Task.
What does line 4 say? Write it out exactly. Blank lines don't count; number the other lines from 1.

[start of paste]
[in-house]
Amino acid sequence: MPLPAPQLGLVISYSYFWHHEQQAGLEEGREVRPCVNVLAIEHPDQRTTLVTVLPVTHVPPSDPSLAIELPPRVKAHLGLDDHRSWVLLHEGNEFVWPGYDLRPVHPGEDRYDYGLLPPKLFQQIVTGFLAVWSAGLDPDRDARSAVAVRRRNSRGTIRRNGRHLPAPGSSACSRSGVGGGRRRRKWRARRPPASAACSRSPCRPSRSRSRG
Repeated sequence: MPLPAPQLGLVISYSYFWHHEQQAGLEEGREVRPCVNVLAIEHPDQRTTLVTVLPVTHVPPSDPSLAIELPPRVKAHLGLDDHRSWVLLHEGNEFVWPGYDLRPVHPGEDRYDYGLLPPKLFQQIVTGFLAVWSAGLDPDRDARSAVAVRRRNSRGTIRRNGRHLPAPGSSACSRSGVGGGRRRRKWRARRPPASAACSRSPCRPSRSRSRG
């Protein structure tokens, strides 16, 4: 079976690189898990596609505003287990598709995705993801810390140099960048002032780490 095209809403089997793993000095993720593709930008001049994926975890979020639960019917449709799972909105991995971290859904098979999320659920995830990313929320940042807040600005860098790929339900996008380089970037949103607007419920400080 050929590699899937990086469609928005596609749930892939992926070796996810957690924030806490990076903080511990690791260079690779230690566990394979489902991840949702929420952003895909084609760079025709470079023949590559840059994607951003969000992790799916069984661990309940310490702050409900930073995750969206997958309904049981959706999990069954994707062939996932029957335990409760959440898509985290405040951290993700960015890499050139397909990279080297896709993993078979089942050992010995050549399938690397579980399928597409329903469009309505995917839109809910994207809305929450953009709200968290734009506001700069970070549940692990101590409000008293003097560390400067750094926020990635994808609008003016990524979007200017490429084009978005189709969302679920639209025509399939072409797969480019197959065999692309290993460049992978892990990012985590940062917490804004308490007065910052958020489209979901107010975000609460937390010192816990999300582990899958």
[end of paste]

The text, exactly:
């Protein structure tokens, strides 16, 4: 079976690189898990596609505003287990598709995705993801810390140099960048002032780490 095209809403089997793993000095993720593709930008001049994926975890979020639960019917449709799972909105991995971290859904098979999320659920995830990313929320940042807040600005860098790929339900996008380089970037949103607007419920400080 050929590699899937990086469609928005596609749930892939992926070796996810957690924030806490990076903080511990690791260079690779230690566990394979489902991840949702929420952003895909084609760079025709470079023949590559840059994607951003969000992790799916069984661990309940310490702050409900930073995750969206997958309904049981959706999990069954994707062939996932029957335990409760959440898509985290405040951290993700960015890499050139397909990279080297896709993993078979089942050992010995050549399938690397579980399928597409329903469009309505995917839109809910994207809305929450953009709200968290734009506001700069970070549940692990101590409000008293003097560390400067750094926020990635994808609008003016990524979007200017490429084009978005189709969302679920639209025509399939072409797969480019197959065999692309290993460049992978892990990012985590940062917490804004308490007065910052958020489209979901107010975000609460937390010192816990999300582990899958």